NIRISS Target Acquisition
An onboard target acquisition (TAs) positions a source with subpixel accuracy on a specific location on the detector. TAs are supported for 2 NIRISS observing modes: single object slitless spectroscopy (SOSS) and aperture masking interferometry (AMI). While a TA is only required for those observing modes when a subarray is used, it is also strongly recommended for the full frame detector readout to ensure that the target is always placed on the same detector pixel.
Target Acquisition Procedure
Steps in the NIRISS TA procedure are described below:
- The target is located:
- Three 64 × 64 pixel subarray exposures are taken; images are offset from each other (dithered) by a small integer pixel in X and Y to allow for removal of bad pixels.
- Onboard TA software processes the images (aligns the images, flags bad pixels, removes cosmic rays, and subtracts the background level) and applies a centroiding algorithm to determine the target coordinates (see Target location algorithm below).
- The spacecraft is moved to place the target at the nominal center of the TA subarray being used, which is listed in onboard tables.
- The target is re-imaged with a single (undithered) exposure. This is the so-called "TA verification" exposure.
- If the observing mode is AMI, the spacecraft is moved to the science aperture which is located on a separate (but nearby) subarray. This is done to avoid any persistence from the TA images. (This step is not performed for the SOSS observing mode, for which the spectra are projected onto a different location on the detector, so that the telescope does not have to be moved.)
A TA exposure sequence produces scientific data—images of the target produced in steps 1 and 3. These data will be returned to the observer along with the other science data.
Target location algorithm
To locate the target, the onboard software first passes a square checkbox of 3 × 3 pixels (0.196 × 0.196 arcsec2) over the TA subarray image and determines the intensity contained within the checkbox at each pixel in the subarray. The software then selects the checkbox with the maximum intensity and determines the flux-weighted centroid of the target using a 5 × 5 pixel window centered on that checkbox (see Figure 1 below).
Generally, the TA will be performed on the science target of the observation, though it is allowed to perform the TA on an object within 30-80" of the science target (where the exact maximum distance depends on Galactic latitude).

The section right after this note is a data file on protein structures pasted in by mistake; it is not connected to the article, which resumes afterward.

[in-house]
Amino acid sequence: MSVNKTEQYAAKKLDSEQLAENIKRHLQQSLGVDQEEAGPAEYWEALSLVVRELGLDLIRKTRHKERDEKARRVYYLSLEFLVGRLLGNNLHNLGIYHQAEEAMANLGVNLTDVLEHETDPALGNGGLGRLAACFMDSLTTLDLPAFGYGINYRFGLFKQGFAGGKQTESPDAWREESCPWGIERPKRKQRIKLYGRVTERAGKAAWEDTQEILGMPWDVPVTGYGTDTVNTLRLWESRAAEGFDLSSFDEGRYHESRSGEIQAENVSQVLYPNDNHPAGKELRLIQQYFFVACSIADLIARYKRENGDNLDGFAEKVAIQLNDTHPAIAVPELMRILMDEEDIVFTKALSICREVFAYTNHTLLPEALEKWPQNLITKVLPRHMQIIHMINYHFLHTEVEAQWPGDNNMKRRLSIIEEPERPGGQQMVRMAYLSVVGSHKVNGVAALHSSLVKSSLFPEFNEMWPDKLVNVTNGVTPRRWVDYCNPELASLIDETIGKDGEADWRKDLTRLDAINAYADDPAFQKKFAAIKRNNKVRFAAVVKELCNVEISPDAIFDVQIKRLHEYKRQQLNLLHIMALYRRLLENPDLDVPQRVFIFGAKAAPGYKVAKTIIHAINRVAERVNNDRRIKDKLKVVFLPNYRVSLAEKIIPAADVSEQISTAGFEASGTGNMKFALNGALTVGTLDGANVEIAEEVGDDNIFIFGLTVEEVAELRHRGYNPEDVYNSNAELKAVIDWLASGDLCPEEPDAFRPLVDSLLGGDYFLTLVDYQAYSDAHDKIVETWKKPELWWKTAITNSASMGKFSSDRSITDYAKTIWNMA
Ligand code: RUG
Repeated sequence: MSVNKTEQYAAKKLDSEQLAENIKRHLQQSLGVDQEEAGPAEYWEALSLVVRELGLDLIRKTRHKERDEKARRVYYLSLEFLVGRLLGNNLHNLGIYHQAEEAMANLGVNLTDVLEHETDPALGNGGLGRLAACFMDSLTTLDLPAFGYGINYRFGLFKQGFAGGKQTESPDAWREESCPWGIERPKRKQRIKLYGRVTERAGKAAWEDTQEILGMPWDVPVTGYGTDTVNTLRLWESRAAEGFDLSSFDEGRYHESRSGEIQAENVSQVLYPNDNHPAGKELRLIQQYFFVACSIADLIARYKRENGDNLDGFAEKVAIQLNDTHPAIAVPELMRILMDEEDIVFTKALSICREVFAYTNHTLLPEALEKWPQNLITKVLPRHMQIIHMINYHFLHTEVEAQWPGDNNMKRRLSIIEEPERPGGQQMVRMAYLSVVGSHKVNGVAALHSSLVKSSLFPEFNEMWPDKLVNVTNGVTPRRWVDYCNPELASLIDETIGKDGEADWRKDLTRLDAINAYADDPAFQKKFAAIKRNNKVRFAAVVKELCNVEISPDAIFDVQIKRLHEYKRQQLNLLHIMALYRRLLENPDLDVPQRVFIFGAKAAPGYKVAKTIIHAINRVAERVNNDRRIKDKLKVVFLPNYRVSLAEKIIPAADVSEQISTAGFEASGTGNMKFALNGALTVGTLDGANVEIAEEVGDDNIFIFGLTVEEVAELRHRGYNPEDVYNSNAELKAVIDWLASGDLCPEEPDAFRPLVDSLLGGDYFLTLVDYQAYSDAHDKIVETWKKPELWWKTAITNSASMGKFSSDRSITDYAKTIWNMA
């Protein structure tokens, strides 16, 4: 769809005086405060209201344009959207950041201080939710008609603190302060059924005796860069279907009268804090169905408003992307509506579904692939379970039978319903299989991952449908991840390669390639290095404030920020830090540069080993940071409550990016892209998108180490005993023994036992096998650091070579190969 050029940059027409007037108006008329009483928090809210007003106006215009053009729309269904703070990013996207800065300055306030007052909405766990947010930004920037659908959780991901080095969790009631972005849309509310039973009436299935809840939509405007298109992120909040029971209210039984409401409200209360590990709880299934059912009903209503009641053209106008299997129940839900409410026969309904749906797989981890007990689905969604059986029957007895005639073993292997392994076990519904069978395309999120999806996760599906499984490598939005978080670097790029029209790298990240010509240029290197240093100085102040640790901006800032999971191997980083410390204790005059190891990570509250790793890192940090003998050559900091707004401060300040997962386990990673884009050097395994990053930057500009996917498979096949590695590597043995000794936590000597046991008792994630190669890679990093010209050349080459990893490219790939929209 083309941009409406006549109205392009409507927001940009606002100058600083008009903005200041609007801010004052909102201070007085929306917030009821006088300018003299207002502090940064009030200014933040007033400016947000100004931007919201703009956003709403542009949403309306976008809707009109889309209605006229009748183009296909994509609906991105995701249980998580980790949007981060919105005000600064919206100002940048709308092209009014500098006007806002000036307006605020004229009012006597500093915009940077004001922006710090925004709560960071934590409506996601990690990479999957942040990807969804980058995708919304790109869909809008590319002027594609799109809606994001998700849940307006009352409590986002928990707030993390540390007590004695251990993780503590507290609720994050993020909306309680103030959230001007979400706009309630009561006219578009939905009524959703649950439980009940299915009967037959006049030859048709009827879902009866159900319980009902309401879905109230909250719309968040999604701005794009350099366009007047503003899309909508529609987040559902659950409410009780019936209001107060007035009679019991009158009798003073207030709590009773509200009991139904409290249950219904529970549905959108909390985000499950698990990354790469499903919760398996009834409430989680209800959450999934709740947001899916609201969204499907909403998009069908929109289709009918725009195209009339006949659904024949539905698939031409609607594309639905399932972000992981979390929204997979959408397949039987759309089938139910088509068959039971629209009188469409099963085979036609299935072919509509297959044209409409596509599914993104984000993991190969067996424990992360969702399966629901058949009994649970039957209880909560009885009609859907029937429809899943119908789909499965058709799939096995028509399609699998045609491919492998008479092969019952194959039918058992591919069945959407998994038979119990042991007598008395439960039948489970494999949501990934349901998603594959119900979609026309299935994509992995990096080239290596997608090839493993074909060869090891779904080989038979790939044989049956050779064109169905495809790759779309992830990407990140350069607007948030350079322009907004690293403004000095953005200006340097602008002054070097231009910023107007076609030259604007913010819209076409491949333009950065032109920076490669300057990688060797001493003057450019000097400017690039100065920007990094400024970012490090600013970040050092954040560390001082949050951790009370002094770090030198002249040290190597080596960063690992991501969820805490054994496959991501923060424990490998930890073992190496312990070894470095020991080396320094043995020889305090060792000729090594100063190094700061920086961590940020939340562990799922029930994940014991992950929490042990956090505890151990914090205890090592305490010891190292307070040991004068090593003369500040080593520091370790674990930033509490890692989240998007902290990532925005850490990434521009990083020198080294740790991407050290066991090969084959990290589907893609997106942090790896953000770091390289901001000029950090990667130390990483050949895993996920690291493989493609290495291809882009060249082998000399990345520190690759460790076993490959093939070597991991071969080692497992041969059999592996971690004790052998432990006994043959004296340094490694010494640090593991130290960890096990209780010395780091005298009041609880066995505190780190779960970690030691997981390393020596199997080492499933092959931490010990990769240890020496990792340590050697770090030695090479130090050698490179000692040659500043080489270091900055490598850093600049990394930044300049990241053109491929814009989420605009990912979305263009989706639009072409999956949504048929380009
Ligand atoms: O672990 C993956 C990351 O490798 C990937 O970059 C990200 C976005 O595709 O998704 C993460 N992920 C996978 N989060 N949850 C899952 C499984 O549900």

Target acquisition modes
TAs are performed with either the CLEARP or non-redundant mask (NRM) element in the pupil wheel and the F480M filter in the filter wheel. In general, the CLEARP element is used for faint TA targets while the NRM element, which limits throughput to 15% of the CLEARP element, is used for bright targets. Another important difference between the CLEARP and NRM elements is that they sample the telescope pupil differently. Table 1 lists the target magnitude ranges recommended for the various TA observing modes, accounting for both target brightness and pupil sampling.
Table 1. Recommended magnitude ranges for NIRISS TA Modes
|TA mode||PW element|
|SOSSBRIGHT *||NRM||3 ≤ M ≤ 6.1|
|SOSSFAINT||CLEARP||6.1 ≤ M ≤ 14.5|
|AMIBRIGHT||NRM||3 ≤ M ≤ 9.3|
|AMIFAINT||CLEARP||9.3 ≤ M ≤ 14.5|
A TA exposure time, one that achieves a signal-to-noise ratio (SNR) of at least 30, is best determined using the Exposure Time Calculator (ETC). This enables a centroid accuracy of ≤0.15 pixel. However, increasing the TA exposure time to get a higher SNR should be considered while planning observations for which accurate centroiding is deemed crucial. For example, the centroiding accuracy improves to about ≤0.10 pixel at SNR = 50 and to about ≤0.05 pixel at SNR = 100. More information on the use of the NIRISS TA ETC is given in the JWST ETC NIRISS Target Acquisition article.
The WISE W2 magnitude should be used as the M magnitude in Table 1 above. If there is no WISE W2 magnitude available for the target acquisition source, then other M-band magnitudes (e.g., Spitzer 4.5 µm photometry) can be used. If that is unavailable, then the WISE W1 magnitude can be used. If the source is not detected by WISE in either the W1 or W2 band and there is no Spitzer 4.5 µm data, then the M band magnitude can be estimated via K band photometry, using Table 2 or Figure 2 for lower mass, cooler stars.
Table 2. K-M colors to estimate M magnitude from K band photometry
Allard, F. & Freytag, B., 2011, ASPC, 448, 91
Model Atmospheres From Very Low Mass Stars to Brown Dwarfs
Goudfrooij, P., 2017, JWST-STScI-005934
NIRISS Target Acquisition: the sensitivity of centroid accuracy to the presence of saturated pixels